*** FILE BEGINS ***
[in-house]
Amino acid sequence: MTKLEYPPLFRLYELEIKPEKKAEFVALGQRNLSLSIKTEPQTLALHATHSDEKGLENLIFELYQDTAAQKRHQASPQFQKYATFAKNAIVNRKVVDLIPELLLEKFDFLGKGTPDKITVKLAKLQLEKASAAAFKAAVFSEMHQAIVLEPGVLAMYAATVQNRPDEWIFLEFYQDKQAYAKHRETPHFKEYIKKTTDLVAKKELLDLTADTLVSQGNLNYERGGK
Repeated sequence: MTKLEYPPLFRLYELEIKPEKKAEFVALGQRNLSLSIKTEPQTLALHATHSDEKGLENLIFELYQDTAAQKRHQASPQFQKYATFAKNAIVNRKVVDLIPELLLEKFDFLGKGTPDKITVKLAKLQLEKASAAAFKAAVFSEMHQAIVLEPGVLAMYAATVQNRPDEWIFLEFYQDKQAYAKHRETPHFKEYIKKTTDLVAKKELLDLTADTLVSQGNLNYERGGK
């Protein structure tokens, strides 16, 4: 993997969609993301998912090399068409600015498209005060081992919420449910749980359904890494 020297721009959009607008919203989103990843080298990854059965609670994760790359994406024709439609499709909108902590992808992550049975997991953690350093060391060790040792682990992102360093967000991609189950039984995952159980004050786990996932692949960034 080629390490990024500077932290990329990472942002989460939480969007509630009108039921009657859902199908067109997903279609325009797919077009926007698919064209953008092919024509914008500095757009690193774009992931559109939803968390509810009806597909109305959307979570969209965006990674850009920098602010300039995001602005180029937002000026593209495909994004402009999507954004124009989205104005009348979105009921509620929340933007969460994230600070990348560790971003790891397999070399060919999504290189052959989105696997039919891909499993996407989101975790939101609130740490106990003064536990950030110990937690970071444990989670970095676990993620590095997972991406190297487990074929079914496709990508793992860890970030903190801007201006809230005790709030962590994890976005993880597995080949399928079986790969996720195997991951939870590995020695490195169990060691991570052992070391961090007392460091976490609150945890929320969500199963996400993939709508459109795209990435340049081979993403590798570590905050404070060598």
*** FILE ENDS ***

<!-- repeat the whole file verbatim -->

[in-house]
Amino acid sequence: MTKLEYPPLFRLYELEIKPEKKAEFVALGQRNLSLSIKTEPQTLALHATHSDEKGLENLIFELYQDTAAQKRHQASPQFQKYATFAKNAIVNRKVVDLIPELLLEKFDFLGKGTPDKITVKLAKLQLEKASAAAFKAAVFSEMHQAIVLEPGVLAMYAATVQNRPDEWIFLEFYQDKQAYAKHRETPHFKEYIKKTTDLVAKKELLDLTADTLVSQGNLNYERGGK
Repeated sequence: MTKLEYPPLFRLYELEIKPEKKAEFVALGQRNLSLSIKTEPQTLALHATHSDEKGLENLIFELYQDTAAQKRHQASPQFQKYATFAKNAIVNRKVVDLIPELLLEKFDFLGKGTPDKITVKLAKLQLEKASAAAFKAAVFSEMHQAIVLEPGVLAMYAATVQNRPDEWIFLEFYQDKQAYAKHRETPHFKEYIKKTTDLVAKKELLDLTADTLVSQGNLNYERGGK
């Protein structure tokens, strides 16, 4: 993997969609993301998912090399068409600015498209005060081992919420449910749980359904890494 020297721009959009607008919203989103990843080298990854059965609670994760790359994406024709439609499709909108902590992808992550049975997991953690350093060391060790040792682990992102360093967000991609189950039984995952159980004050786990996932692949960034 080629390490990024500077932290990329990472942002989460939480969007509630009108039921009657859902199908067109997903279609325009797919077009926007698919064209953008092919024509914008500095757009690193774009992931559109939803968390509810009806597909109305959307979570969209965006990674850009920098602010300039995001602005180029937002000026593209495909994004402009999507954004124009989205104005009348979105009921509620929340933007969460994230600070990348560790971003790891397999070399060919999504290189052959989105696997039919891909499993996407989101975790939101609130740490106990003064536990950030110990937690970071444990989670970095676990993620590095997972991406190297487990074929079914496709990508793992860890970030903190801007201006809230005790709030962590994890976005993880597995080949399928079986790969996720195997991951939870590995020695490195169990060691991570052992070391961090007392460091976490609150945890929320969500199963996400993939709508459109795209990435340049081979993403590798570590905050404070060598």